You talked about the criticality of these metals and why the downstream is looking to get involved at the project level. Is this type of financing the missing link in helping to ensure supply of these key materials needed for the energy transition? Are these investments meaningful to the industry?
I think this is a key feature that has really dragged on the growth of critical and strategic materials projects. It’s not a well-understood, mature sector that the mainstream project finance banks are comfortable with investing in either (through equity or debt.)
That means that critical and strategic raw material projects have typically struggled in the past to attract similar financing to precious or base metals, where the market is a little bit better understood and markets or exchanges exist, where investors are able to de-risk the price for raw materials. Projects need to be competitive in the current global market.
A lot of critical and strategic raw material projects typically have a small number of users, and those products are still a rather nascent market in terms of size and value. Any one project can look quite significant vs. base or precious metals where even a significantly sized project may not move the supply/demand needle.
That raises questions about the price of the commodity, the destination for it, reliability of demand, and the economics long term. That’s more difficult for typical financing sources to accommodate and be comfortable with.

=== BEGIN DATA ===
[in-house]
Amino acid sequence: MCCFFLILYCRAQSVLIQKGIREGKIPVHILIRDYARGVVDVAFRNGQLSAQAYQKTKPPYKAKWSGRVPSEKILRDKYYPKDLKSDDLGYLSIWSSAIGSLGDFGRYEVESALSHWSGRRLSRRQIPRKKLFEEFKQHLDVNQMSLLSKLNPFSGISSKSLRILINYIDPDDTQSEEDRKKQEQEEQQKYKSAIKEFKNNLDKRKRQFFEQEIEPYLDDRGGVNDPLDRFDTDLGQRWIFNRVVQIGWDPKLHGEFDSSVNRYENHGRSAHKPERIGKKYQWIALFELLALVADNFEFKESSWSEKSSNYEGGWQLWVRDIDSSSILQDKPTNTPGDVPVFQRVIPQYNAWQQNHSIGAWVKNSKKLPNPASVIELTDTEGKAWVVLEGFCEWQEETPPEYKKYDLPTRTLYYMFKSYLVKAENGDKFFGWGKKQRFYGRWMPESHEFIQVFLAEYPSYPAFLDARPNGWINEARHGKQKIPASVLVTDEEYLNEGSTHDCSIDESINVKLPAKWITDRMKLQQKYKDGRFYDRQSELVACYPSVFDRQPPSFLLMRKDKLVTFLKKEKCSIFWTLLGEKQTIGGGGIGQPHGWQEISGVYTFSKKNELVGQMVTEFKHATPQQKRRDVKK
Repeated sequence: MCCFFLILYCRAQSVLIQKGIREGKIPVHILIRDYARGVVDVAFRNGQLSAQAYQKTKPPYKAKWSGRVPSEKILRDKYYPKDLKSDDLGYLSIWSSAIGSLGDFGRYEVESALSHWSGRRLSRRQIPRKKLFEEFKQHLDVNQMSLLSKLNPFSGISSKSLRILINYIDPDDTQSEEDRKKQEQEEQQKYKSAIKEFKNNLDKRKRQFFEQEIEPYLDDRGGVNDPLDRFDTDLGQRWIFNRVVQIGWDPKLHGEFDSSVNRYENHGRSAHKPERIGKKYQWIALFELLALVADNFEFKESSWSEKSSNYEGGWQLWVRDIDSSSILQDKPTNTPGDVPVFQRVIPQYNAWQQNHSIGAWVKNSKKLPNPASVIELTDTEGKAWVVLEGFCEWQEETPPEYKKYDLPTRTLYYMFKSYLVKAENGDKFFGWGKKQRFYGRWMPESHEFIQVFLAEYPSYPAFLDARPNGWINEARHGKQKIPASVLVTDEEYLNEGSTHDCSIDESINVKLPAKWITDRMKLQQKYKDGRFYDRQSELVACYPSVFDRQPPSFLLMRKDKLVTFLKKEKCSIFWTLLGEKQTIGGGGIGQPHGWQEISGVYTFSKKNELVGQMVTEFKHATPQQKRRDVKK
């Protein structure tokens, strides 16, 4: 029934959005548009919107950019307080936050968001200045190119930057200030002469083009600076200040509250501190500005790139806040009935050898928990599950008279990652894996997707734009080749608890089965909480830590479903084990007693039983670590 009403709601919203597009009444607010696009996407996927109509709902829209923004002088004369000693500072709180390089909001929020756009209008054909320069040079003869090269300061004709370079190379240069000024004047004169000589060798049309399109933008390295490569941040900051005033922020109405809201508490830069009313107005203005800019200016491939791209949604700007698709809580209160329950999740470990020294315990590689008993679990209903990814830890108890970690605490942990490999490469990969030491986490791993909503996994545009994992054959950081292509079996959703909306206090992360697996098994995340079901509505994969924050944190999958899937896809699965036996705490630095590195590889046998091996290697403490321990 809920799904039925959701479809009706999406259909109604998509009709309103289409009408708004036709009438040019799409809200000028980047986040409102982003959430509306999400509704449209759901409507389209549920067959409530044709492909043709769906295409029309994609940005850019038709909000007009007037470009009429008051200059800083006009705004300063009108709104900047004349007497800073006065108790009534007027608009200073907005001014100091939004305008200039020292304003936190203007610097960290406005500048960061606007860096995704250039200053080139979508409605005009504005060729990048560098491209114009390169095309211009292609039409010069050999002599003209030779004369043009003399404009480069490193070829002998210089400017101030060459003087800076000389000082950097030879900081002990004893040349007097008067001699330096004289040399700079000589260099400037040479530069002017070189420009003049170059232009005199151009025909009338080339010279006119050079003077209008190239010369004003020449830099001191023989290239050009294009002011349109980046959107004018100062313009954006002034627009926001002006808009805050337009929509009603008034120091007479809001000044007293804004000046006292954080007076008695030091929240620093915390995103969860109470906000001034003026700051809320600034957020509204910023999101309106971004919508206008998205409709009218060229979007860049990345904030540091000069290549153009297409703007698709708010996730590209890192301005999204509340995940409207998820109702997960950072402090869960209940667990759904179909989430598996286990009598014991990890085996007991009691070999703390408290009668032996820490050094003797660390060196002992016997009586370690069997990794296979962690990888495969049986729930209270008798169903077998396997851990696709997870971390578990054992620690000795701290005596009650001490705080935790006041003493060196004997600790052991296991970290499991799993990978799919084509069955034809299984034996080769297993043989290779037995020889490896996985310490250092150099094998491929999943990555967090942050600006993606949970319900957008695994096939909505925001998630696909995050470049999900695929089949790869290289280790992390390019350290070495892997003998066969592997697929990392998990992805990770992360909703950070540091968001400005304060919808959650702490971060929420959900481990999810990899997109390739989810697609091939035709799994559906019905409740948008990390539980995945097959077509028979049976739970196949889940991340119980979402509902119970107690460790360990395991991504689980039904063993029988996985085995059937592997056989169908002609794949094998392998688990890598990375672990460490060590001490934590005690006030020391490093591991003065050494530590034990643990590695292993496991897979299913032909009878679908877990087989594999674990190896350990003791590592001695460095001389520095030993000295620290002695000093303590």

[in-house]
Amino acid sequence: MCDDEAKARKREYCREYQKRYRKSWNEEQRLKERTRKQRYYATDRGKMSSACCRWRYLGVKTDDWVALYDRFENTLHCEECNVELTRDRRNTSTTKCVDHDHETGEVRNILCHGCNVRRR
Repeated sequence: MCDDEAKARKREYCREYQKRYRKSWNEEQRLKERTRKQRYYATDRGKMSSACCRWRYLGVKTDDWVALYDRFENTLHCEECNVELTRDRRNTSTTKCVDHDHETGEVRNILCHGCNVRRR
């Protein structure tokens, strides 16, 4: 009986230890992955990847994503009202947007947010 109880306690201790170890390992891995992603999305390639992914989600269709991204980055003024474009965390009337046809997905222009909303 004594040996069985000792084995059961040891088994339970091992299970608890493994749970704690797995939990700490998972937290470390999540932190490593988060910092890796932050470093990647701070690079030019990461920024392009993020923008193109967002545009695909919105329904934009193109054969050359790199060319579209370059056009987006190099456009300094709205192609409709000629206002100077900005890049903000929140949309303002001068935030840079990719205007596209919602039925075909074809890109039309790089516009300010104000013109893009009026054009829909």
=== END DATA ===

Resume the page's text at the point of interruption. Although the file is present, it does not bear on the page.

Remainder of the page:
Having some strategic partners involved in these projects helps to de-risk. Either the capital they’re investing to secure the material, offsets the wider project finance requirements, creating more comfort for the commercial entities with the proposition, or it guarantees that a market for the product exists through offtake, (sometimes with price boundaries that guarantee revenue.)
Downstream investment is almost a seal of approval given the financing de-risking elements baked into it.
Downstream investment is almost a seal of approval given the financing de-risking elements baked into it
Would you say that downstream investment is more ESG driven because it’s so tied into the energy transition?
That’s definitely a component of it. When you think about ultimate product manufacturers, you’re expecting them to have a supply chain that is also aligned to your requirements as a consumer.
ESG is front and centre of that focus in terms of projects. Also, carbon footprints are becoming increasingly more important.
Those two factors are a big driver of the interest and the appetite for some of these new investors that also have a more strategic requirement for the product.